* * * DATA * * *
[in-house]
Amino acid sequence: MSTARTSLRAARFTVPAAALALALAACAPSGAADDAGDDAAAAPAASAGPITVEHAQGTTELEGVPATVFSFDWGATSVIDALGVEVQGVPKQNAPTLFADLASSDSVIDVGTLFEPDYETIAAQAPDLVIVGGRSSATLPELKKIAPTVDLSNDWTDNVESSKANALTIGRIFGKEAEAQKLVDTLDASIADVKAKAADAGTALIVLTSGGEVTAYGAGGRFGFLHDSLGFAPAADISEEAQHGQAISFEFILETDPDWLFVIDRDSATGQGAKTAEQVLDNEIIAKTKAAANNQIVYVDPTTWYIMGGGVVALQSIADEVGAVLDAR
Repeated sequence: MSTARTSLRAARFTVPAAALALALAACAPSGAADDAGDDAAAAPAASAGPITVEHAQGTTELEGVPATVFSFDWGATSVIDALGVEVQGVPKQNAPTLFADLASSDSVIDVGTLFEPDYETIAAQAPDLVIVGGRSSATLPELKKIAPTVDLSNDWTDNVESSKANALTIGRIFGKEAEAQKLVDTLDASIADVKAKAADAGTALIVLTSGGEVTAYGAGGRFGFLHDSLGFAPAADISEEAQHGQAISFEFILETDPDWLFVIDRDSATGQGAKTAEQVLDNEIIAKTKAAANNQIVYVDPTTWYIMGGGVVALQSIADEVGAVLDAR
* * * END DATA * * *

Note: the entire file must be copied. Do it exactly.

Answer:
[in-house]
Amino acid sequence: MSTARTSLRAARFTVPAAALALALAACAPSGAADDAGDDAAAAPAASAGPITVEHAQGTTELEGVPATVFSFDWGATSVIDALGVEVQGVPKQNAPTLFADLASSDSVIDVGTLFEPDYETIAAQAPDLVIVGGRSSATLPELKKIAPTVDLSNDWTDNVESSKANALTIGRIFGKEAEAQKLVDTLDASIADVKAKAADAGTALIVLTSGGEVTAYGAGGRFGFLHDSLGFAPAADISEEAQHGQAISFEFILETDPDWLFVIDRDSATGQGAKTAEQVLDNEIIAKTKAAANNQIVYVDPTTWYIMGGGVVALQSIADEVGAVLDAR
Repeated sequence: MSTARTSLRAARFTVPAAALALALAACAPSGAADDAGDDAAAAPAASAGPITVEHAQGTTELEGVPATVFSFDWGATSVIDALGVEVQGVPKQNAPTLFADLASSDSVIDVGTLFEPDYETIAAQAPDLVIVGGRSSATLPELKKIAPTVDLSNDWTDNVESSKANALTIGRIFGKEAEAQKLVDTLDASIADVKAKAADAGTALIVLTSGGEVTAYGAGGRFGFLHDSLGFAPAADISEEAQHGQAISFEFILETDPDWLFVIDRDSATGQGAKTAEQVLDNEIIAKTKAAANNQIVYVDPTTWYIMGGGVVALQSIADEVGAVLDAR